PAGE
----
Products like the PowerShares Global Nuclear ETF and the Guggenheim Airline ETF just didn't have enough widespread interest, according to a recent Credit Suisse report on the ETF market.
It's Darwin's natural selection—informally often referred to as survival of the fittest—at work. But niche ETFs that serve an unmet investor needs are being marketed and sold. "WisdomTree's Japan Hedged Equity Fund (DXJ) became huge, despite telling a slightly complex story, because it met a need in the market," Wiandt said.
"It's hard to break through the cultural and historical biases, but we need to do it with advisors and customers," said Jonathan Steinberg, CEO of WisdomTree.
Gauging an ETF's chance of success
One way to gauge if a new, niche ETF may have a good chance of success is if it's an example of an institutional strategy becoming available to retail investors. "The best example of this right now is the big move toward so-called 'smart beta' strategies, which are being widely implemented by large institutions and increasingly being mimicked in ETFs, which make tilts in the market based on factor weighting," Wiandt said.
Institutions are also playing a more prominent role in another way that helps ensure the success of a new launch: Banks once offered seed capital for any and all ETF ideas, but now the most successful new ETFs are being launched with big commitments from institutional investors.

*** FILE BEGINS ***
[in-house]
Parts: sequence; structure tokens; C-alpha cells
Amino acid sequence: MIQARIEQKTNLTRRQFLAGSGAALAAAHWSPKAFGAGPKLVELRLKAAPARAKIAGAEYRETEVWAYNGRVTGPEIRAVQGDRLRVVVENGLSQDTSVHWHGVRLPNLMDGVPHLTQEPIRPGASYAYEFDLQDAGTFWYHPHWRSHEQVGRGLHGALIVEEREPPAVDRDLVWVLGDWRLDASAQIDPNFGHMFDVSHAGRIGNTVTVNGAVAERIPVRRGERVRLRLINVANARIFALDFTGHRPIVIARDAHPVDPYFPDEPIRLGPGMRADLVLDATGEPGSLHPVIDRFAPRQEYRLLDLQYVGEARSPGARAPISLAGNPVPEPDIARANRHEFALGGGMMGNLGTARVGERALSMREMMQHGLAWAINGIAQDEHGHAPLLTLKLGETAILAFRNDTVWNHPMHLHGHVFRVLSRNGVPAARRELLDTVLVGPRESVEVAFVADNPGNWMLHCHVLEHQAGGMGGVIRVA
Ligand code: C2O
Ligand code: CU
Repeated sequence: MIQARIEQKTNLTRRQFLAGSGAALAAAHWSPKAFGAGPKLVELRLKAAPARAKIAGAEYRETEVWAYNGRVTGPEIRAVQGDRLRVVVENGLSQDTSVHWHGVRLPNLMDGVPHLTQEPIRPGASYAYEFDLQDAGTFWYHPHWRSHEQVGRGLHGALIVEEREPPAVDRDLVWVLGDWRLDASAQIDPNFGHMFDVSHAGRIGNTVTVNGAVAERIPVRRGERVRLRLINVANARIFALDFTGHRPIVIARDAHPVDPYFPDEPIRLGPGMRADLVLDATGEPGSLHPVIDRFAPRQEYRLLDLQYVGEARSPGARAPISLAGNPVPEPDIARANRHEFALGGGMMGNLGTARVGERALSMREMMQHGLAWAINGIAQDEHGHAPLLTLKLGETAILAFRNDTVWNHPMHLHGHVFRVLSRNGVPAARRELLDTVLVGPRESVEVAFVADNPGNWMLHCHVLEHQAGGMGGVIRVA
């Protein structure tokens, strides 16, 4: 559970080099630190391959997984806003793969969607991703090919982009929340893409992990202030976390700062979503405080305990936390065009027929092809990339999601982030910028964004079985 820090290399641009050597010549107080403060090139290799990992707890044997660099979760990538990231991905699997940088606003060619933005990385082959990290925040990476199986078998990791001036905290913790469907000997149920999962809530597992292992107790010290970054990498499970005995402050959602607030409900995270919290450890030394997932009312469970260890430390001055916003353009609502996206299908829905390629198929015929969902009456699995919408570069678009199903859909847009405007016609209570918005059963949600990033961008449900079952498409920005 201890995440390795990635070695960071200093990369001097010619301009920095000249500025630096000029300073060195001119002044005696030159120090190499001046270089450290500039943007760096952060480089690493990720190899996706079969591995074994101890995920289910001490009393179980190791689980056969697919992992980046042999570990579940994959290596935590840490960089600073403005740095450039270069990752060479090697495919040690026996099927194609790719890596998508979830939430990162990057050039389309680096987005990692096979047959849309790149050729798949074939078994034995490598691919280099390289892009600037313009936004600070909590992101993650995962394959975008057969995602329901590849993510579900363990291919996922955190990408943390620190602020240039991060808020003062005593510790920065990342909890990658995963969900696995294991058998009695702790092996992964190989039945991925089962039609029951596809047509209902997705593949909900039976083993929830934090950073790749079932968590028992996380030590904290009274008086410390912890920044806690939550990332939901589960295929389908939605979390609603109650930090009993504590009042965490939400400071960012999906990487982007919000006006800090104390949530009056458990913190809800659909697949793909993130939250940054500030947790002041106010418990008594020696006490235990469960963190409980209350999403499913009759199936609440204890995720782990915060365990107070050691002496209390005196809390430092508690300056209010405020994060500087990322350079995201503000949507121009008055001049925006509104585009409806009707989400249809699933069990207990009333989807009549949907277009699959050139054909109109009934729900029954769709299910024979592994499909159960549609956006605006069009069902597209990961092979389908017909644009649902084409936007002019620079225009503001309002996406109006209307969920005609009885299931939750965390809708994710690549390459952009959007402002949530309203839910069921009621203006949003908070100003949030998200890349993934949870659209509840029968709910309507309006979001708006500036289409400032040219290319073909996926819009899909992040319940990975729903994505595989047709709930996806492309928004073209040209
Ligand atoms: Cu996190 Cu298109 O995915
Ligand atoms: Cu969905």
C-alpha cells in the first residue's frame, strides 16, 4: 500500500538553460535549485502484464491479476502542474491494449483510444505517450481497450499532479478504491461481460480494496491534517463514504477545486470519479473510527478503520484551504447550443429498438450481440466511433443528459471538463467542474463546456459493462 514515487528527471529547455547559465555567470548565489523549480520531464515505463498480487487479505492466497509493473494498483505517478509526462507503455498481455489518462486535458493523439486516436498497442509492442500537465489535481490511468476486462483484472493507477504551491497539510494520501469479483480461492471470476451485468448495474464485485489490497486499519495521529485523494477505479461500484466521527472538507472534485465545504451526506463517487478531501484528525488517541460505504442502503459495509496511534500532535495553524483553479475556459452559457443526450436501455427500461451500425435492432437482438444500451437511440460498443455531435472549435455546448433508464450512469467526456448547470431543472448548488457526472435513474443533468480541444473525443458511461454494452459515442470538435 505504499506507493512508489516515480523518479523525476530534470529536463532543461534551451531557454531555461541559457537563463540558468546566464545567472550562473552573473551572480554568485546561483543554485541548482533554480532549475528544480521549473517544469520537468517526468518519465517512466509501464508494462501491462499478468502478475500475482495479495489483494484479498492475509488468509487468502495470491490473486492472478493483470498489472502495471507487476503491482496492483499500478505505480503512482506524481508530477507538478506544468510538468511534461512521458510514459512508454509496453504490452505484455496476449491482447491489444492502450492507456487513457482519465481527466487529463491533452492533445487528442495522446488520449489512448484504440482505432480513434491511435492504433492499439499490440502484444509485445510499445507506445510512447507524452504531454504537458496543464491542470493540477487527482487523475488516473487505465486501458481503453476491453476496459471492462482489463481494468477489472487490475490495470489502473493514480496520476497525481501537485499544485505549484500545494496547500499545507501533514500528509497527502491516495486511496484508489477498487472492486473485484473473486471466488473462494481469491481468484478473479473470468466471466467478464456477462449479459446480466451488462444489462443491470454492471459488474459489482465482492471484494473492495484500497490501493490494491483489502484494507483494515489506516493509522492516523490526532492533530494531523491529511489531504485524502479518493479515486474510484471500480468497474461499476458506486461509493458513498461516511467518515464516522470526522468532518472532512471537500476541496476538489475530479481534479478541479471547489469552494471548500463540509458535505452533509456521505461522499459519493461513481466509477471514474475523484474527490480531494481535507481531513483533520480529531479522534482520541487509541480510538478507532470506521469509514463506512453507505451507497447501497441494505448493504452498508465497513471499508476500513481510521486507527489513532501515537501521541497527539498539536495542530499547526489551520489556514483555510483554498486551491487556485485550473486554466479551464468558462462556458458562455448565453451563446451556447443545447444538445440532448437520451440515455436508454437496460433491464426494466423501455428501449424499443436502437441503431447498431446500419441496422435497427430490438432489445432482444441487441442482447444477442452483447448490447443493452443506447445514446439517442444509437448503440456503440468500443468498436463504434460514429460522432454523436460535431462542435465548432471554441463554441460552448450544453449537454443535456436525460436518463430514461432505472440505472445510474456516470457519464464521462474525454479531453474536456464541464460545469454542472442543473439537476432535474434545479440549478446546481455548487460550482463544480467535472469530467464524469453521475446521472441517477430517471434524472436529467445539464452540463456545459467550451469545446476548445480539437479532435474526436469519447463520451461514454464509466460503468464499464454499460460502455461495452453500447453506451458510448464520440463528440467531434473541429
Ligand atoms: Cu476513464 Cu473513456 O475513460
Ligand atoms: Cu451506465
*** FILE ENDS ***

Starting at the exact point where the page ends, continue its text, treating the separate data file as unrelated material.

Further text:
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Barclays Capital had the most successful new-products launches last year, with two exchange traded notes—FIGY and FEEU, both close to $1 billion in assets. Regulatory filings revealed that Fisher Investments held most of the shares in the ETN, Credit Suisse said. Likewise, BlackRock had interest from Arizona's biggest pension plan in the issuance of several factor-based funds, including the iShares MSCI USA Quality Factor ETF (QUAL), the iShares MSCI USA Momentum Factor ETF (MTUM), the iShares MSCI USA Value Factor ETF (VLUE), and iShares MSCI USA Size Factor ETF (SIZE)—all of which have more than $100 million in assets, according to Credit Suisse data.
"We are still in the early innings of the game," said Michael Sapir, CEO of exchange traded fund company ProShares.
Maybe so, but in one very important way, the ETF industry already resembles the state of status quo in the traditional fund space: a market dominated by a few huge players. In traditional funds, Vanguard, Fidelity, American Funds, Franklin Templeton Investments and T. Rowe Price have long dominated the marketing game, and in ETFs it is now Vanguard, BlackRock's iShares and State Street Global Advisors' SPDRs. The market dominance of the "Big 3" in ETFs actually declined in 2013—as the decline of gold hit the SPDR Gold hard and the bailing on bonds hit BlackRock—but it hasn't changed the fact that it's getting harder and harder to launch a new ETF that finds success, and that can cost investors.
"The top three players out of 55 ETF companies still have 80 percent," said Kim Arthur, CEO of Main Management. "That's pretty typical of a mature market."
Dan Draper, managing director, global ETFs at Invesco PowerShares, said that ETFs still have a long way to go, representing 13 percent of the entire fund industry. And with an asset growth rate of 15 percent to 20 percent annually, it's "all the media attention" ETFs receive when there is a closure, causing those closures to stand out.
Kim doesn't expect ETF product development gurus to slow down too much: "Even if we're at 1,300 ETFs, there's no reason why, if there are more mutual funds than single stocks, we can't dream up another 1,000 ETFs."
—By Leslie Kramer, Special to CNBC.com